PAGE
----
mutual funds

SEC Proposes Liquidity Risk Management Rules for Open-End Funds

Sep 29th 2015
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With the recent market rout still fresh for most of us, the US Securities and Exchange Commission (SEC) has proposed a new rule and changes to other guidance to ensure that mutual and exchange-traded funds can withstand a run on them by panicked investors.

The proposal's goal is liquidity risk management for what are called open-end funds. That, in turn, would reduce the risk that funds won't be able to meet redemption obligations, according to sections 22(e) and rule 22c-1 under the Investment Company Act.

The proposal includes the following six measures:

1. New Rule 22e-4 would require every registered open-end fund (but not money market funds) to set up a liquidity risk management program. The program would be required to:

  • Classify the liquidity of fund portfolio assets according to how long it would take to convert an asset to cash without a market impact.
  • Assess, review, and manage a fund's liquidity risk.
  • Establish a fund's three-day liquid asset minimum.

The program's features also require board review and approval.

2. Codification of the 15 percent limit on illiquid assets included in current guidelines.

3. Amendments to Rule 22c-1 would allow a fund in certain situations to use “swing pricing” in which the net asset value of a fund's shares are adjusted so that shareholders who make purchases or redemptions shoulder the costs of those transactions. The intent is to protect existing shareholders from dilution associated with shareholder purchases and redemptions.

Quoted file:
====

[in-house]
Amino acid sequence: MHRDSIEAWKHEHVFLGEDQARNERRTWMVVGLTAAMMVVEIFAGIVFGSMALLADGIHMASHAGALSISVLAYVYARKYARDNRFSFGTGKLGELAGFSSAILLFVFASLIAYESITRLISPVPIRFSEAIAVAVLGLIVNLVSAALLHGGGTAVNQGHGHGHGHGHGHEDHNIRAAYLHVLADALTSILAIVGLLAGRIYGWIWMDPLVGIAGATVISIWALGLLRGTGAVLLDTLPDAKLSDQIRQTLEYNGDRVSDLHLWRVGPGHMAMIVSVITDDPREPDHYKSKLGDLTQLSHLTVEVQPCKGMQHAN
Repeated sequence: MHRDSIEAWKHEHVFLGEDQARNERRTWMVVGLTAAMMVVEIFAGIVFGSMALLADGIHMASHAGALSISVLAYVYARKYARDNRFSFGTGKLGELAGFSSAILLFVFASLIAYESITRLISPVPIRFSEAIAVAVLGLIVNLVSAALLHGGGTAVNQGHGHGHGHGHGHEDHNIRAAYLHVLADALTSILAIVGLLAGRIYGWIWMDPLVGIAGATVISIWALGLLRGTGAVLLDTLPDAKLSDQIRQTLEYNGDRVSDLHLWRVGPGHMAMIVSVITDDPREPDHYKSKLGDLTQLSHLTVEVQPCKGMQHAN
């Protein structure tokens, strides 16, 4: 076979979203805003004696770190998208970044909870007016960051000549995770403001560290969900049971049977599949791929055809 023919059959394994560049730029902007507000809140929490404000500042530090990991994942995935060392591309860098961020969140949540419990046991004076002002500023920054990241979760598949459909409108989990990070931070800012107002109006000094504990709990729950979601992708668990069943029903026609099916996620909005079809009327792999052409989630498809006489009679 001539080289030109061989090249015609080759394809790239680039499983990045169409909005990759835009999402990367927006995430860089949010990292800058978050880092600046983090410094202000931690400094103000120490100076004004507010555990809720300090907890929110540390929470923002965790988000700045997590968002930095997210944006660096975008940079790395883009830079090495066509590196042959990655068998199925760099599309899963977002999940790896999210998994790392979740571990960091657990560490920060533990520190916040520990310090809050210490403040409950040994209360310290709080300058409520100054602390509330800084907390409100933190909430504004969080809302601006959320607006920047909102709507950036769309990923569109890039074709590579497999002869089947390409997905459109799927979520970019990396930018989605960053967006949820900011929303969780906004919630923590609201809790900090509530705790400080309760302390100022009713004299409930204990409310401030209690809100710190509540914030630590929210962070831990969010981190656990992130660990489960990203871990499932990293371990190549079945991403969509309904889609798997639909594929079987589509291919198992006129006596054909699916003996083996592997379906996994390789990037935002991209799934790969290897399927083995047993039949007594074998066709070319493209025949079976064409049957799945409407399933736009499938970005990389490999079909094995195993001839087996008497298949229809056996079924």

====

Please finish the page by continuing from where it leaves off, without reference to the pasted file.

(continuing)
4. Amendments to Rule 31a-2 would require funds to keep records of the swing pricing.

5. Amendments to Form N-1A would require disclosure of redemption policies and use of swing pricing.

6. Amendments to Form N-PORT and proposed Form N-CEN would require disclosure about the liquidity of a fund's holdings and its liquidity risk management practices.

“Promoting stronger liquidity risk management is essential to protecting the interests of the millions of Americans who invest in mutual funds and exchange-traded funds,” SEC Chairwoman Mary Jo White said in a prepared statement. “These significant reforms would require funds to better manage their liquidity risks, give them new tools to meet that requirement, and enhance the commission's oversight.”

It's no small matter. According to a white paper prepared for Mark Flannery, director and chief economist of the SEC Division of Economic and Risk Analysis, and posted in September on the SEC's website, there are 7,378 mutual funds alone – that's omitting money market funds, ETFs, and variable annuities. The amount of assets held by US mutual funds (excluding money market mutual funds and ETFs) grew from $4.4 trillion in 2000 to $12.7 trillion in 2014.

Because of the proposed amendments, the SEC reopened the comment period for its Release No. 31610 issued in May. Comments on that and the most recent action must be received within 90 days of publication in the Federal Register. All electronic and mailed comments submitted should refer to File Number S7-16-15 or S7-08-15. Instructions on how to submit comments are contained in the proposed rule document. Comments will be posted at

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